Link May Exist Between Oral Health and Rheumatoid Arthritis
Written by Dentistry Today Thursday, 27 February 2014 10:58
Poor oral health may cause rheumatoid arthritis, based on a new study.
Researchers from the University of Louisville determined that poor oral health can raise the risk of rheumatoid arthritis based on the presence of an enzyme that is around when a person has gum disease. This enzyme, called peptidylarginine deiminanse, has also been associated with rheumatoid arthritis.
Rheumatoid arthritis is a condition in which one’s joints become swollen and painful.
The problem with this enzyme is that it results in the body transforming some proteins into a form of protein called citrulline. The body often confuses citrulline and thinks it will cause problems and attacks it as a result. This produces inflammation in people who deal with autoimmune conditions like rheumatoid arthritis.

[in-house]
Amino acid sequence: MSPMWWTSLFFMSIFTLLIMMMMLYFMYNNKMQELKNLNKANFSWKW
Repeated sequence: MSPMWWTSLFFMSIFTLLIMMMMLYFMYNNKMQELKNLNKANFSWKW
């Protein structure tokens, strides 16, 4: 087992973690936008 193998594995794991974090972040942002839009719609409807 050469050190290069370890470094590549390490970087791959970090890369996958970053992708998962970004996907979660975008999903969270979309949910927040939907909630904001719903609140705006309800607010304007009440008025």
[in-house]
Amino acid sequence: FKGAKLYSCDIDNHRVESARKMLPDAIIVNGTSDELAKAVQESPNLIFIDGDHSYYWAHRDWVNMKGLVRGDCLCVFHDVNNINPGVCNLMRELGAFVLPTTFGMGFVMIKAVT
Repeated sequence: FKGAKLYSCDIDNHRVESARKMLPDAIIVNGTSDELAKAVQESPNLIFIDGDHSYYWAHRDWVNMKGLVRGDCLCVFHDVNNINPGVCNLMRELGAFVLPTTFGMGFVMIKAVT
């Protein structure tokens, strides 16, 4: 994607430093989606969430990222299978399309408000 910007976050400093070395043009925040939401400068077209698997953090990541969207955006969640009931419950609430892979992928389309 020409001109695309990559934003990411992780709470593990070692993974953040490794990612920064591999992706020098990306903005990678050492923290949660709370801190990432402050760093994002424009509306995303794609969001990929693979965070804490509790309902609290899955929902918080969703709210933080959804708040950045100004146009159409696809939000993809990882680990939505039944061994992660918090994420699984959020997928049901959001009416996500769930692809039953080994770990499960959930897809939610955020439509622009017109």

Previous studies have pointed to links between oral health and rheumatoid arthritis, with many determining that the problem is more widespread among people with gum disease.
The researchers analyzed other forms of oral bacteria and concluded that none had any impact on rheumatoid arthritis.
More research on the relationship between oral health and rheumatoid arthritis could prove to be valuable. There is also a large amount of evidence that connects oral health and systemic problems. Many studies have shown the correlation between gum disease and a higher risk of stroke, Alzheimer’s disease, diabetes, heart disease and numerous other health problems.